Research
 Open Access
 Published:
A model of hematopoietic bone marrow apoptosis during growth factor deprivation in combination with a cytokine
Theoretical Biology and Medical Modelling volume 15, Article number: 8 (2018)
Abstract
Background
The process by which blood cells are formed is referred to as hematopoiesis. This process involves a complex sequence of phases that blood cells must complete. During hematopoiesis, a small fraction of cells undergo cell death. Causes of cell death are dependent upon various factors; one such factor being growth factor deprivation.
Methods
In this paper, a mathematical model of hematopoiesis during growth factor deprivation is presented. The model consists of a set of three coupled differential delay equations. Phase plane and linear stability analysis are performed in order to locate and determine stability of fixed points. Numerical simulations of the governing equations are run and provide a visual display of the behavior of the stem cell population undergoing growth factor deprivation. In addition, the effect of cytokine administration is incorporated in the model in an effort to understand how cytokine administration can offset the negative effects of apoptosis caused by growth factor deprivation.
Conclusions
The model produces qualitatively similar results to that observed during serum deprivation. The model captures apoptosis levels of cells at different time points. Additionally, it is shown that cytokine administration stabilizes the stem cell count.
Background
Hematopoiesis is the biological process by which hematopoietic stem cells (HSC) located in the bone marrow generate blood cells [1]. HSCs are responsible for the daily production of blood cells estimated to be approximately 10^{11}–10^{12} in a healthy individual [2]. Understanding the exact process that occurs during the cell cycle is a significant problem because there are several diseases associated with inadequate production and maintenance of blood cells. Multicellular organism development relies on a delicate balance between cell proliferation and cell death (apoptosis) [3]. While cell proliferation results in the development of various tissues and organs, cellular death leads to refinement of the various tissues and ultimately produces functional organs. Imbalances in cell proliferation and cell death result in a variety of diseases ranging from neurodegeneration to tumorigenesis [4, 5]. Cells undergoing serum (blood plasma not including fibrinogens) deprivation exhibit signs of apoptosis [6]. In some cases, cells subject to cytokines may show signs of proliferation [7]. In other cases, cytokines may exert a negative feedback on hematopoietic mechanisms in conditions of high cell counts in circulation [8]. As such, cytokines act as regulatory proteins that are released by cells of the immune system and control the selfrenewing process of stem cells [9]. There are numerous types of cytokines some of which are erythropoietin (EPO), granulocyte colonystimulating factor (GCSF), and Interleukin1 through Interleukin12. The cytokine EPO, for example, has been shown to intensify the production of red blood cells in response to oxygen levels in the body [10]. Interleukin3 has been shown to enhance the survival of HSCs while GCSF has been shown to contribute to mobilization of HSCs [11,12,13]. Based on previously published work, we develop a mathematical model that captures the effect of growth factor deprivation and cytokine administration [14, 15]. Our goal is to model the phenomenon observed in the presence of cytokines offsetting the negative effects of growth factor deprivation.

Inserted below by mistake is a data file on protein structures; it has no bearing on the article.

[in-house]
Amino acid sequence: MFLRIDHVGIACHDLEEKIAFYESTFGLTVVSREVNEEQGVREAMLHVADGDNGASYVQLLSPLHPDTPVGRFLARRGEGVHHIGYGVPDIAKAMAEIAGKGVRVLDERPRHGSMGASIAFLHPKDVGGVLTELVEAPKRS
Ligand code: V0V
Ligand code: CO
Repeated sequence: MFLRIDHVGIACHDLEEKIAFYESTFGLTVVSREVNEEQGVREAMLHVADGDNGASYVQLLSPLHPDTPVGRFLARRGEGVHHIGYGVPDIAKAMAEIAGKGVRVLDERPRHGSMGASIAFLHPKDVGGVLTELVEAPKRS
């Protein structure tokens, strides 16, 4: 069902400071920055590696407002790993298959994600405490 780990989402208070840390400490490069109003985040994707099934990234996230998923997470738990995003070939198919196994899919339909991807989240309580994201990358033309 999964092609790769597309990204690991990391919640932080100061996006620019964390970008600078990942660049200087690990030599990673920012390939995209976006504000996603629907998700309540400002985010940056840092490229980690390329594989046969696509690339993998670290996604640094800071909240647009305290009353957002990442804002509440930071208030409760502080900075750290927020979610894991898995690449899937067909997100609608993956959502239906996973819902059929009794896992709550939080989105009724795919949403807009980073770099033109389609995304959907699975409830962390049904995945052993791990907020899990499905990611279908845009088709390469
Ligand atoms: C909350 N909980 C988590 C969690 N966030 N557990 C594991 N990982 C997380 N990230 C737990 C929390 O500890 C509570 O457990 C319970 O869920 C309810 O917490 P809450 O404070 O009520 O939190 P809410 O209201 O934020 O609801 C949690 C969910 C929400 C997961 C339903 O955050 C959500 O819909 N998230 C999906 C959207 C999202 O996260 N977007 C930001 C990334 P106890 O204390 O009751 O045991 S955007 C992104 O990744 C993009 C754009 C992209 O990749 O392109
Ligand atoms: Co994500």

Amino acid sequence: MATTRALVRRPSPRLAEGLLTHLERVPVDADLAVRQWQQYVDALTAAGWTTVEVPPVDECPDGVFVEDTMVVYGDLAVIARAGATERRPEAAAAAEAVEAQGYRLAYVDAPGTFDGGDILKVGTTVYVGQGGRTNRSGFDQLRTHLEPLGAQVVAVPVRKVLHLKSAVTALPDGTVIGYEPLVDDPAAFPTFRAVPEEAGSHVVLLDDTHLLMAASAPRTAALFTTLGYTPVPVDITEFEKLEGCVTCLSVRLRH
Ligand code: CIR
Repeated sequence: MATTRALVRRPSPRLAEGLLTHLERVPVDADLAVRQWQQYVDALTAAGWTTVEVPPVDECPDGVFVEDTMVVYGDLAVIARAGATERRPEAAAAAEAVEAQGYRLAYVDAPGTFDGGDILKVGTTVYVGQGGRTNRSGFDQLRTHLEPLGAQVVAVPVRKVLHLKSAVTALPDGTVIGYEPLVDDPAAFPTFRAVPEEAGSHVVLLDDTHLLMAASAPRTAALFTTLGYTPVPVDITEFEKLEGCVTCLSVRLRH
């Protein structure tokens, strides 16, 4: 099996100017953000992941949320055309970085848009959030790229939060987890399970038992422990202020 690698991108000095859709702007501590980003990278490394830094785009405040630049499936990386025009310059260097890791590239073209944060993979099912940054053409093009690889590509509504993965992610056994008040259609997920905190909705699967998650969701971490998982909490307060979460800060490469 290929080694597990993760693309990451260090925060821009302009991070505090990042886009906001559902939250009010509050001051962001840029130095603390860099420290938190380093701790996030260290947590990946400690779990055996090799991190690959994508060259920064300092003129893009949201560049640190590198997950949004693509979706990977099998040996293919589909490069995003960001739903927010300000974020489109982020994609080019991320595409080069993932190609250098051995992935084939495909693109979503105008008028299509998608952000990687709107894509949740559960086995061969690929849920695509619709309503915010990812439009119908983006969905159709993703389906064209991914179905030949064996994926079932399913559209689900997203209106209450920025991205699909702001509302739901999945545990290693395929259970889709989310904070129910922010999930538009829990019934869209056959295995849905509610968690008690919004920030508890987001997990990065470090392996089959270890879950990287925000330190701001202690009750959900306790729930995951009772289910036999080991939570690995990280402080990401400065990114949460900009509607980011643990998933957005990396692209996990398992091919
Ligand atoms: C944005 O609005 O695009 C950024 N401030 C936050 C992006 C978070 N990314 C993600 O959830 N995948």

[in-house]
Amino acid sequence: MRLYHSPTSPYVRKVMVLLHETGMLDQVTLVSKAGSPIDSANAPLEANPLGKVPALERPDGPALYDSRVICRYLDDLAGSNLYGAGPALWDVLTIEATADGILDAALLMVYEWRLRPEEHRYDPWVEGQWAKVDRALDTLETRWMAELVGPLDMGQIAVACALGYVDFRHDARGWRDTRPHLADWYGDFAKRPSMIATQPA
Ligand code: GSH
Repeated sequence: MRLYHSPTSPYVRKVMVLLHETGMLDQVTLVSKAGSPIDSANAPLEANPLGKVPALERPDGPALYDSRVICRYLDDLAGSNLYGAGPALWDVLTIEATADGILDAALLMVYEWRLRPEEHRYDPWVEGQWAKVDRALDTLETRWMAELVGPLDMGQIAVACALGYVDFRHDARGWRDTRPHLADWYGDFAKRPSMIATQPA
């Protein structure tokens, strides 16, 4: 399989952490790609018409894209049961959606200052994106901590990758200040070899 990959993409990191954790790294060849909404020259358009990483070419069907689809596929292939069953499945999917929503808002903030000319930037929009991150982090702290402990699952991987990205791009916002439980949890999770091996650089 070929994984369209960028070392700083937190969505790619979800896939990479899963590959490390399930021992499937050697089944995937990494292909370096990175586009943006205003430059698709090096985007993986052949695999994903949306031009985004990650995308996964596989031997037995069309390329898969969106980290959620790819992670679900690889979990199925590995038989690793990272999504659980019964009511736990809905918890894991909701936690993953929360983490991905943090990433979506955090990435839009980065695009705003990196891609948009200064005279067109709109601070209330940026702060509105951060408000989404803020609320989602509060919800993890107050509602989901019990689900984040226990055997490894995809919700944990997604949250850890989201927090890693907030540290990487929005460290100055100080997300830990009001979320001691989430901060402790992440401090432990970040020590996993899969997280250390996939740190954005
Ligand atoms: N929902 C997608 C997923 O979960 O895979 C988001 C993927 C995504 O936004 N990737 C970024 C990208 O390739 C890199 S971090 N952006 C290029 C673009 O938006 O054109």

The model presented in this paper captures the behavior observed during serum deprivation. Based on flow cytometric studies conducted by others, the set of coupled differential delay equations captures apoptosis measured as PS plasma translocation levels of cells at different time points [16,17,18].
Additionally, we incorporate the effect of cytokines in our model. Cytokines have experimentally been observed to trigger an increase in proliferation of quiescent human stem cells [19]. Therefore, it is important to include a mathematical term to account for the effect of cytokines in the model equations in an effort to determine if cytokines can stabilize cell count. In order to better understand the dynamics of the model, phase plane analysis is carried out. Linear stability analysis is also performed in order to locate and determine stability of fixed points and simulations of the model are run in XPPAUT [20].
Materials and methods
The model
Using the model previously constructed and published in [15], we expand to include the effect of growth factor deprivation on a population of proliferating and nonproliferating cells. This model describes the number of proliferating and nonproliferating stem cells by a set of coupled delay differential equations. As opposed to our previous work, we have assumed a fixed oxygen concentration in the model. The modeling set of equations is: